Covid second wave: Sex workers get help from Good Samaritans
Even before they could recover from the impact of last year’s lockdown, the second wave of Covid and the subsequent lockdown have dealt another blow to most of the sex workers in the Capital; who were already struggling to make ends meet. In the narrow bylanes of Garston Bastion (GB) Road, a team of volunteers comprising students and young professionals can be found, distributing food and dry ration to families of over 800 sex workers!
“Since we are aware of the problems faced by the women in the area, we collected funds and even conducted a food drive to distribute the packets that contain ration (for 15 days), including dal, rice, flour, basic spices as well as soaps and sanitisers,” says Shankar Singh, founder of the NGO, Vrikshit Foundation. He adds that the group will soon return with reusable sanitary napkins for the women in the area.
“For sex workers, getting help from authorities is a challenge since they do not have ration cards... Around 2,000 plus sex workers reside in the 100 brothels who have lost their only means of livelihood because of the lockdown,” explains Awadhesh Yadav, founder of Society Participatory Integrated Development (SPID), an NGO working in the Capital for women and child development. Along with food, the society is focussing on pregnant and lactating mothers, who are provided with milk for their kids.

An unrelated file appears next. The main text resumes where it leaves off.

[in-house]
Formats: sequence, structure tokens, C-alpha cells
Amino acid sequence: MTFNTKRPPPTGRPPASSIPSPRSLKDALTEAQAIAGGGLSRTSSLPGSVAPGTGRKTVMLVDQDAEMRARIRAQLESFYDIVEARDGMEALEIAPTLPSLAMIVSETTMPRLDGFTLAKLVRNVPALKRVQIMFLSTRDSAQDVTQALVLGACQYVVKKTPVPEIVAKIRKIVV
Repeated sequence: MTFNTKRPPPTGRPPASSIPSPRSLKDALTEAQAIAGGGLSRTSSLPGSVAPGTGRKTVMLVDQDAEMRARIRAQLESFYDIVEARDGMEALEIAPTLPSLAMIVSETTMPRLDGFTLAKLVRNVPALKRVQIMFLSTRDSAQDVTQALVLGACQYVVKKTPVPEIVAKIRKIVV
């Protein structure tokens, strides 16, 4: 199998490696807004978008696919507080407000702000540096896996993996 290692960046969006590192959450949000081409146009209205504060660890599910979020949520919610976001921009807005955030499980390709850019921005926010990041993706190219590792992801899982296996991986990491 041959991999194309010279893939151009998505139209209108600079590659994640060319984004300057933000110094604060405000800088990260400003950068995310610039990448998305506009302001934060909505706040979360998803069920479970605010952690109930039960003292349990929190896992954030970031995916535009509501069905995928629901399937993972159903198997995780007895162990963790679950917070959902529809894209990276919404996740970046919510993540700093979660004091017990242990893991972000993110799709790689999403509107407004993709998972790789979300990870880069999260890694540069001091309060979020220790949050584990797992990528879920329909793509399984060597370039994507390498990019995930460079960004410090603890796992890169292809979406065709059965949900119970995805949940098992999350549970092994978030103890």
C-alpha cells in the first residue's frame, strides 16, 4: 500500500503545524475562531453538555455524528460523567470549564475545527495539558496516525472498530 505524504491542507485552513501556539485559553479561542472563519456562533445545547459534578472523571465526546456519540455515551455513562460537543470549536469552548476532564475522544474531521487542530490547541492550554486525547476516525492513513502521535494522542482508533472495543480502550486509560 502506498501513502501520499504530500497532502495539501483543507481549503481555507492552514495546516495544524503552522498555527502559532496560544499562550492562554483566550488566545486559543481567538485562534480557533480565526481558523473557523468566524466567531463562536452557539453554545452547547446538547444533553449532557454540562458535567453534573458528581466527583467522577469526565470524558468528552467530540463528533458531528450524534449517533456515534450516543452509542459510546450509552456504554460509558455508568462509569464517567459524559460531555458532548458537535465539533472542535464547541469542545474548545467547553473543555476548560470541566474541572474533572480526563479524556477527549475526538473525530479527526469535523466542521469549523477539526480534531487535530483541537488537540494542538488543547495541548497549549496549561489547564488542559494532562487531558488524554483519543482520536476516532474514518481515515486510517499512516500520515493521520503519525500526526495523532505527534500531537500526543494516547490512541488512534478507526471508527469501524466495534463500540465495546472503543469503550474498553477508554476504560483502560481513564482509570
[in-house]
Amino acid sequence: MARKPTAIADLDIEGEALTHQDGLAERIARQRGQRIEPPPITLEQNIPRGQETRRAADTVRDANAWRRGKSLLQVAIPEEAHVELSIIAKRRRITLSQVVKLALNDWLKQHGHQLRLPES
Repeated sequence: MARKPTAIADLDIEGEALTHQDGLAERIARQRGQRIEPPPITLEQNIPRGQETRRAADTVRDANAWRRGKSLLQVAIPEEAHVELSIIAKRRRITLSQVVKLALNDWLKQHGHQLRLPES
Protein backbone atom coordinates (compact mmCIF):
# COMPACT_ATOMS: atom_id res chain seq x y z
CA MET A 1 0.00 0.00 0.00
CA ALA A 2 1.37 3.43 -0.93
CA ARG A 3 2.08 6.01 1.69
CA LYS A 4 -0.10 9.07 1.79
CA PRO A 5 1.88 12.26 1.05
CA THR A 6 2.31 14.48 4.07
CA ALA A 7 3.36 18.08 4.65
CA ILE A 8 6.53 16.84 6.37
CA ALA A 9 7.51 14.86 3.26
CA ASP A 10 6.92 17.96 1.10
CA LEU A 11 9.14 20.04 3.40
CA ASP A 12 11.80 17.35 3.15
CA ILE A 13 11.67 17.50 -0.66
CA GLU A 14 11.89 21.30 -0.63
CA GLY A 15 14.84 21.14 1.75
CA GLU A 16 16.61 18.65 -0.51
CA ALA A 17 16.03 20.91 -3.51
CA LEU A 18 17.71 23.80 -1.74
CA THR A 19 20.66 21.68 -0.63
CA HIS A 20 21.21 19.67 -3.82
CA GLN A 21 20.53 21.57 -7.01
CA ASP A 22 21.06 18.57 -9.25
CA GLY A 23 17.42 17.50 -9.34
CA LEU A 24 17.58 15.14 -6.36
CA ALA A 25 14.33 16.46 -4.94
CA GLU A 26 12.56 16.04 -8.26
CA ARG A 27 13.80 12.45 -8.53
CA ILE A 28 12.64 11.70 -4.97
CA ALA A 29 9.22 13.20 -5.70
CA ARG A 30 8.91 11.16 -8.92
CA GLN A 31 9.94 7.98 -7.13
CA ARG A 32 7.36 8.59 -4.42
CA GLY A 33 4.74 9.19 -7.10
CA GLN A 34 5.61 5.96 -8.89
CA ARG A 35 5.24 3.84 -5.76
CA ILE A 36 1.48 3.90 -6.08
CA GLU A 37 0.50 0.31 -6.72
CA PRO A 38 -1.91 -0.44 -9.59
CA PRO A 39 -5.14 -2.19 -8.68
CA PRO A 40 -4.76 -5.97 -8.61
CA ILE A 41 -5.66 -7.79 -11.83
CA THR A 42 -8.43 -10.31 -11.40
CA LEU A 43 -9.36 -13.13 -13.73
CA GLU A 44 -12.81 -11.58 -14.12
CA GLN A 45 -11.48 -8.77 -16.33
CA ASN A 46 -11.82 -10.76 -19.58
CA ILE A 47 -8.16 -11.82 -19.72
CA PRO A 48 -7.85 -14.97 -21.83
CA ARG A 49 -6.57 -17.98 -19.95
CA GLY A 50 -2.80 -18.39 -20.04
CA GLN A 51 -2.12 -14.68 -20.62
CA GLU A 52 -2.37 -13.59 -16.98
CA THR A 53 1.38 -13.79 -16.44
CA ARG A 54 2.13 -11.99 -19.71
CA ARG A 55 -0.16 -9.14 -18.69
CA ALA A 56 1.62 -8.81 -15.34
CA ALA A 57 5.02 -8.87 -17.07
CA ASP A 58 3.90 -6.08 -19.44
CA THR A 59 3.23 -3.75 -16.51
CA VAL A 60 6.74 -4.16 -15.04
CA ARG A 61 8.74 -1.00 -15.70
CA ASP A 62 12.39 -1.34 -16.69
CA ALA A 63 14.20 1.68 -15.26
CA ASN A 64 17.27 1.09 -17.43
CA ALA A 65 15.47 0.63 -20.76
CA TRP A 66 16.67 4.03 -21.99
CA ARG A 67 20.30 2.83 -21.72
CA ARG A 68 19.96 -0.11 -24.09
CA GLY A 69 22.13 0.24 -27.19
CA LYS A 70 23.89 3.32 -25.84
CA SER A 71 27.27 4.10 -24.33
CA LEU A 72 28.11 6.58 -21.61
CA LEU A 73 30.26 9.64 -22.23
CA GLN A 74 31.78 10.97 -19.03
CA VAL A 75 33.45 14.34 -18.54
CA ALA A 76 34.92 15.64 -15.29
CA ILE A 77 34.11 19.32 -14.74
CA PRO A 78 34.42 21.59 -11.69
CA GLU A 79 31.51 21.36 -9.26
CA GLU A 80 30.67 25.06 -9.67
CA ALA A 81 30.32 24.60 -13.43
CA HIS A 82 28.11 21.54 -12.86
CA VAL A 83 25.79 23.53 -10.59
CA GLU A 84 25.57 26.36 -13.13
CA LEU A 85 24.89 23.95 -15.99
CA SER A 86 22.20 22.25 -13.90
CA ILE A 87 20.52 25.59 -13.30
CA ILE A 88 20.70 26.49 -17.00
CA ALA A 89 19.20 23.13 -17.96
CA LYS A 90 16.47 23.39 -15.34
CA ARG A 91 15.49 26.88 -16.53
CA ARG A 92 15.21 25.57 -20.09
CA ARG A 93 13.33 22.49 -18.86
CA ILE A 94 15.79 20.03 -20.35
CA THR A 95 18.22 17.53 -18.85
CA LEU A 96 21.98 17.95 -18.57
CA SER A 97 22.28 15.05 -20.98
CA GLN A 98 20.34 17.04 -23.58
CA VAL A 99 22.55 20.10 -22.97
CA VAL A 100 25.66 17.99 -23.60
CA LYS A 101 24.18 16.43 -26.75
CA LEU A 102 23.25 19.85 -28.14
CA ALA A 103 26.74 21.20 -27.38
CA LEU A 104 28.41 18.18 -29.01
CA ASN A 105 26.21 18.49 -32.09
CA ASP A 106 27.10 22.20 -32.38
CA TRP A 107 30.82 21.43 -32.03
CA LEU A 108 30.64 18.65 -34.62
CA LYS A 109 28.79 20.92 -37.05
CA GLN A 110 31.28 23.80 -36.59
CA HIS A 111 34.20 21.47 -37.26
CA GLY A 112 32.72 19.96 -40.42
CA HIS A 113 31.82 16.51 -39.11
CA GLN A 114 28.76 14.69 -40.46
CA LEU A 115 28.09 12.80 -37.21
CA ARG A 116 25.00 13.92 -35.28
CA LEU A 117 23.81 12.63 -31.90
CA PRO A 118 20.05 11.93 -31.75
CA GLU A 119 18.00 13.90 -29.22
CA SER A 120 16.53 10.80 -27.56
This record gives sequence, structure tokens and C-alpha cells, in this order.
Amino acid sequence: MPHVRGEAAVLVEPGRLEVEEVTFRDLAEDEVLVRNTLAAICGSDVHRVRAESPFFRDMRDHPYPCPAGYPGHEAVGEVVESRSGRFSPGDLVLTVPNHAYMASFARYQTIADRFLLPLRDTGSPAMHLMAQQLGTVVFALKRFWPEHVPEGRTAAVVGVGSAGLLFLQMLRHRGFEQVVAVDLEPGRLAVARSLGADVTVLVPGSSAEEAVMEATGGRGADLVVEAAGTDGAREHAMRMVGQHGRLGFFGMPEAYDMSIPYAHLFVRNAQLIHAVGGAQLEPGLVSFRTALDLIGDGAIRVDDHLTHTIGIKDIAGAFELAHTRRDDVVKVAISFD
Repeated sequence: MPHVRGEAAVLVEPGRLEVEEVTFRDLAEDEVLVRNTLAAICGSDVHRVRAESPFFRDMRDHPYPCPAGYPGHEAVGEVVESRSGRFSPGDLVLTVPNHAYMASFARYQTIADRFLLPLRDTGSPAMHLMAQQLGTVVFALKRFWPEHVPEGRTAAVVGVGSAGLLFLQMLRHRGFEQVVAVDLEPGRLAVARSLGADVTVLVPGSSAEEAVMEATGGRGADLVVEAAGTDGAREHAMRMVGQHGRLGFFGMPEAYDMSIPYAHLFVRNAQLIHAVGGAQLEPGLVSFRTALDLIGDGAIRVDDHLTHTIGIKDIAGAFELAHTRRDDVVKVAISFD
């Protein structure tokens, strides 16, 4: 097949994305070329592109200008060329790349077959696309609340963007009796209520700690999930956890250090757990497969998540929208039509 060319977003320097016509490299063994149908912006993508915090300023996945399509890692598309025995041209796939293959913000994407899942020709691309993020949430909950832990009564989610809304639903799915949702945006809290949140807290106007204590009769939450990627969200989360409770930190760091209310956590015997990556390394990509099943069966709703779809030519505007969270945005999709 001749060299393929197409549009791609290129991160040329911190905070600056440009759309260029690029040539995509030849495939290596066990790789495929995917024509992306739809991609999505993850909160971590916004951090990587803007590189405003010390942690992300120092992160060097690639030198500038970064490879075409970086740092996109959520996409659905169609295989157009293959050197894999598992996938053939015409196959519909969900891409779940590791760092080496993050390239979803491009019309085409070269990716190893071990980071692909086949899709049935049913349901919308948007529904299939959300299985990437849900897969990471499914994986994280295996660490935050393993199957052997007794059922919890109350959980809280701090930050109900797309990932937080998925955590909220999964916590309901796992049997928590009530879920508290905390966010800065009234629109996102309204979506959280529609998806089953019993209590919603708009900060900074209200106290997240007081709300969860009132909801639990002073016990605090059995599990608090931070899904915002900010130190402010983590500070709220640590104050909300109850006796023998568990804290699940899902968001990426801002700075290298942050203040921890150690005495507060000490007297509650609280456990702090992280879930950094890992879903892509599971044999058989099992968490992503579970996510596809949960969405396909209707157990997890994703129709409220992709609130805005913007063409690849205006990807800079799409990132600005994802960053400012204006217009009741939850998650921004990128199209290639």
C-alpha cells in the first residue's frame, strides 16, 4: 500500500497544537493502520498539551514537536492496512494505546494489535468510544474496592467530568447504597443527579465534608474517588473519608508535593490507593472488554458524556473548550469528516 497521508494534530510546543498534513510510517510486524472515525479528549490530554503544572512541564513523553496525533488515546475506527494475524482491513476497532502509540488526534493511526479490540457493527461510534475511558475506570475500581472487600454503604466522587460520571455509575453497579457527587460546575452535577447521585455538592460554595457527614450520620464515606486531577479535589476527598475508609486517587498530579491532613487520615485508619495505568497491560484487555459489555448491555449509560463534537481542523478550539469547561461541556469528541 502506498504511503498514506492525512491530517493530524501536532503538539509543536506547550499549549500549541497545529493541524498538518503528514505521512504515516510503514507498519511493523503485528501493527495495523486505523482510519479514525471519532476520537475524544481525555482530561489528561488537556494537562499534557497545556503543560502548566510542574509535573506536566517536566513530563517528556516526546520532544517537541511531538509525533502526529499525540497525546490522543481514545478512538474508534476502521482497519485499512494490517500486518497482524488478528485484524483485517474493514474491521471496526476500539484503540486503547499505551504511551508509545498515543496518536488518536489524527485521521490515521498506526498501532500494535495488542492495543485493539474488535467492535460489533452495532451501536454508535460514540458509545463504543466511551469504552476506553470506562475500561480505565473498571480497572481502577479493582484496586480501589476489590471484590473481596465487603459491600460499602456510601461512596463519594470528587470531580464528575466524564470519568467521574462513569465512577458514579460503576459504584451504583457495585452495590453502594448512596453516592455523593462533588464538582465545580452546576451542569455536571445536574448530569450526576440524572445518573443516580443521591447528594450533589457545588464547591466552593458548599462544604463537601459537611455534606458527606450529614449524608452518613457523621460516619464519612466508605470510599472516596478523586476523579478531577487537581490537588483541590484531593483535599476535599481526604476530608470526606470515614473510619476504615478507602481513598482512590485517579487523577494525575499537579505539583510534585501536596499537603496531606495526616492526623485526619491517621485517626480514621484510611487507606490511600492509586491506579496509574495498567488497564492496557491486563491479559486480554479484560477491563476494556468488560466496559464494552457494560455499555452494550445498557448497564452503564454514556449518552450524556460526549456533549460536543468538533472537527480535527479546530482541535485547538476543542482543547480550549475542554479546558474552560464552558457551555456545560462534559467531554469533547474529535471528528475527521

“Our goal is to prevent the second generation from prostitution. At our 24-hour shelter in GB road area, we take care of kids of sex workers, which includes their boarding, food and education. We are also distributing ration to the hundreds of families here, and families of the Perna tribe, residing in Najafgarh,” says Yadav, adding, “Many women came to us asking for help during the second wave, and we are trying our best to help everyone, and raise awareness about their plight.”
Efforts are being made by some, who are providing emotional support, literacy and life skills to women engaged in prostitution. “During the pandemic, under our HeARTshala initiative, we have taught women how to stitch cotton masks and bags, to provide them an alternate source of livelihood. In the second wave, these women have been given machines so that they can work at home, since we do not want to risk calling them to the centres,” says Aarzoo Jolly, program lead at Kat-Katha, adding, “We are also teaching them about finance and entrepreneurship through online classes, to allow them to have an alternate source of livelihood.” Jolly says that the organisation is also taking care of around 30 children of the sex workers, who are being taught via online classes at the moment.
Author tweets @bhagat_mallika